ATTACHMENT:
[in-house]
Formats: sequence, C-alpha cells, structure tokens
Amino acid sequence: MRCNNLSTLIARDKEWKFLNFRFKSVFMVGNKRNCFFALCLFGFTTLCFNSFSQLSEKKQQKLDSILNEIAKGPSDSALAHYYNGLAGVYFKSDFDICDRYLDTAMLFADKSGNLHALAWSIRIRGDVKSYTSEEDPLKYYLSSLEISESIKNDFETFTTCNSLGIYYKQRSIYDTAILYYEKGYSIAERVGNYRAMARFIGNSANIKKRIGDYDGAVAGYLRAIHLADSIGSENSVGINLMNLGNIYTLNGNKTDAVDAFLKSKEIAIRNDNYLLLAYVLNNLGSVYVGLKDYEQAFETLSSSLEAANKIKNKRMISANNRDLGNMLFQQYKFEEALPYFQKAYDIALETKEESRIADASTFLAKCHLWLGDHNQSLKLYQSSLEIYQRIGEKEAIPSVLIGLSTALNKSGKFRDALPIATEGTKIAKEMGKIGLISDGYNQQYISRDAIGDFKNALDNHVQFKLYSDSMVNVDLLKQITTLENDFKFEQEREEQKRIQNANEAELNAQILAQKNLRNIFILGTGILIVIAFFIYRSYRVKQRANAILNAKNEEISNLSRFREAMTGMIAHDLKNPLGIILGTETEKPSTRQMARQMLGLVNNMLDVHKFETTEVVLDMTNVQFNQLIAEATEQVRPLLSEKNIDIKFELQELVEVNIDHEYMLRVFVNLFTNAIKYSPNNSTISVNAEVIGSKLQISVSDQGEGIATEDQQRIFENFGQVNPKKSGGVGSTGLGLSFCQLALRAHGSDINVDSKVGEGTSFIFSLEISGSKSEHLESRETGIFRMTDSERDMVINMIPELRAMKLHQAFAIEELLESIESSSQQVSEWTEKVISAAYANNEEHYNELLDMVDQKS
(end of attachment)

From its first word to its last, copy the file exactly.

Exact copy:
[in-house]
Formats: sequence, C-alpha cells, structure tokens
Amino acid sequence: MRCNNLSTLIARDKEWKFLNFRFKSVFMVGNKRNCFFALCLFGFTTLCFNSFSQLSEKKQQKLDSILNEIAKGPSDSALAHYYNGLAGVYFKSDFDICDRYLDTAMLFADKSGNLHALAWSIRIRGDVKSYTSEEDPLKYYLSSLEISESIKNDFETFTTCNSLGIYYKQRSIYDTAILYYEKGYSIAERVGNYRAMARFIGNSANIKKRIGDYDGAVAGYLRAIHLADSIGSENSVGINLMNLGNIYTLNGNKTDAVDAFLKSKEIAIRNDNYLLLAYVLNNLGSVYVGLKDYEQAFETLSSSLEAANKIKNKRMISANNRDLGNMLFQQYKFEEALPYFQKAYDIALETKEESRIADASTFLAKCHLWLGDHNQSLKLYQSSLEIYQRIGEKEAIPSVLIGLSTALNKSGKFRDALPIATEGTKIAKEMGKIGLISDGYNQQYISRDAIGDFKNALDNHVQFKLYSDSMVNVDLLKQITTLENDFKFEQEREEQKRIQNANEAELNAQILAQKNLRNIFILGTGILIVIAFFIYRSYRVKQRANAILNAKNEEISNLSRFREAMTGMIAHDLKNPLGIILGTETEKPSTRQMARQMLGLVNNMLDVHKFETTEVVLDMTNVQFNQLIAEATEQVRPLLSEKNIDIKFELQELVEVNIDHEYMLRVFVNLFTNAIKYSPNNSTISVNAEVIGSKLQISVSDQGEGIATEDQQRIFENFGQVNPKKSGGVGSTGLGLSFCQLALRAHGSDINVDSKVGEGTSFIFSLEISGSKSEHLESRETGIFRMTDSERDMVINMIPELRAMKLHQAFAIEELLESIESSSQQVSEWTEKVISAAYANNEEHYNELLDMVDQKS